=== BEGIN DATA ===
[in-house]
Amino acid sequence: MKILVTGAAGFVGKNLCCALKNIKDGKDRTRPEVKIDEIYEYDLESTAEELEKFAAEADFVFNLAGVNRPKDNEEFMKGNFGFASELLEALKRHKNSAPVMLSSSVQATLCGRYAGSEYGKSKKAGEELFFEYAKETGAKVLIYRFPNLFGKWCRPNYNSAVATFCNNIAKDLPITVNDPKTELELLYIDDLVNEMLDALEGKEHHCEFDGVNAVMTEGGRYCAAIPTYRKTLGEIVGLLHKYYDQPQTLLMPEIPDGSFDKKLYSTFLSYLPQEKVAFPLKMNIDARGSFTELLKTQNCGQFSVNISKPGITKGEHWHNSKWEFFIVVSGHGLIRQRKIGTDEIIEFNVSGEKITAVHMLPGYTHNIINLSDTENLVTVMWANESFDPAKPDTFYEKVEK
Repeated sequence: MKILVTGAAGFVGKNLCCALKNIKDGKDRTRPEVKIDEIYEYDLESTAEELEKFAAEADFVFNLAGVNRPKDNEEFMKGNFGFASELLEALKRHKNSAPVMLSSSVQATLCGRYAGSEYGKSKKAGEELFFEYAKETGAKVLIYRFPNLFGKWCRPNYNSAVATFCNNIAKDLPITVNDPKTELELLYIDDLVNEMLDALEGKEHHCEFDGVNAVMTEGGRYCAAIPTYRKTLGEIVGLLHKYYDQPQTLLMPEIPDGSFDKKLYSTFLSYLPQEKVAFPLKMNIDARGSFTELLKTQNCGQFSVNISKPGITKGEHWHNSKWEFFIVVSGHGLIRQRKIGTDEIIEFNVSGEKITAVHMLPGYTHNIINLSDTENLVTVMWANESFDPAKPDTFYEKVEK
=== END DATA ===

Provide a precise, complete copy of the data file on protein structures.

[in-house]
Amino acid sequence: MKILVTGAAGFVGKNLCCALKNIKDGKDRTRPEVKIDEIYEYDLESTAEELEKFAAEADFVFNLAGVNRPKDNEEFMKGNFGFASELLEALKRHKNSAPVMLSSSVQATLCGRYAGSEYGKSKKAGEELFFEYAKETGAKVLIYRFPNLFGKWCRPNYNSAVATFCNNIAKDLPITVNDPKTELELLYIDDLVNEMLDALEGKEHHCEFDGVNAVMTEGGRYCAAIPTYRKTLGEIVGLLHKYYDQPQTLLMPEIPDGSFDKKLYSTFLSYLPQEKVAFPLKMNIDARGSFTELLKTQNCGQFSVNISKPGITKGEHWHNSKWEFFIVVSGHGLIRQRKIGTDEIIEFNVSGEKITAVHMLPGYTHNIINLSDTENLVTVMWANESFDPAKPDTFYEKVEK
Repeated sequence: MKILVTGAAGFVGKNLCCALKNIKDGKDRTRPEVKIDEIYEYDLESTAEELEKFAAEADFVFNLAGVNRPKDNEEFMKGNFGFASELLEALKRHKNSAPVMLSSSVQATLCGRYAGSEYGKSKKAGEELFFEYAKETGAKVLIYRFPNLFGKWCRPNYNSAVATFCNNIAKDLPITVNDPKTELELLYIDDLVNEMLDALEGKEHHCEFDGVNAVMTEGGRYCAAIPTYRKTLGEIVGLLHKYYDQPQTLLMPEIPDGSFDKKLYSTFLSYLPQEKVAFPLKMNIDARGSFTELLKTQNCGQFSVNISKPGITKGEHWHNSKWEFFIVVSGHGLIRQRKIGTDEIIEFNVSGEKITAVHMLPGYTHNIINLSDTENLVTVMWANESFDPAKPDTFYEKVEK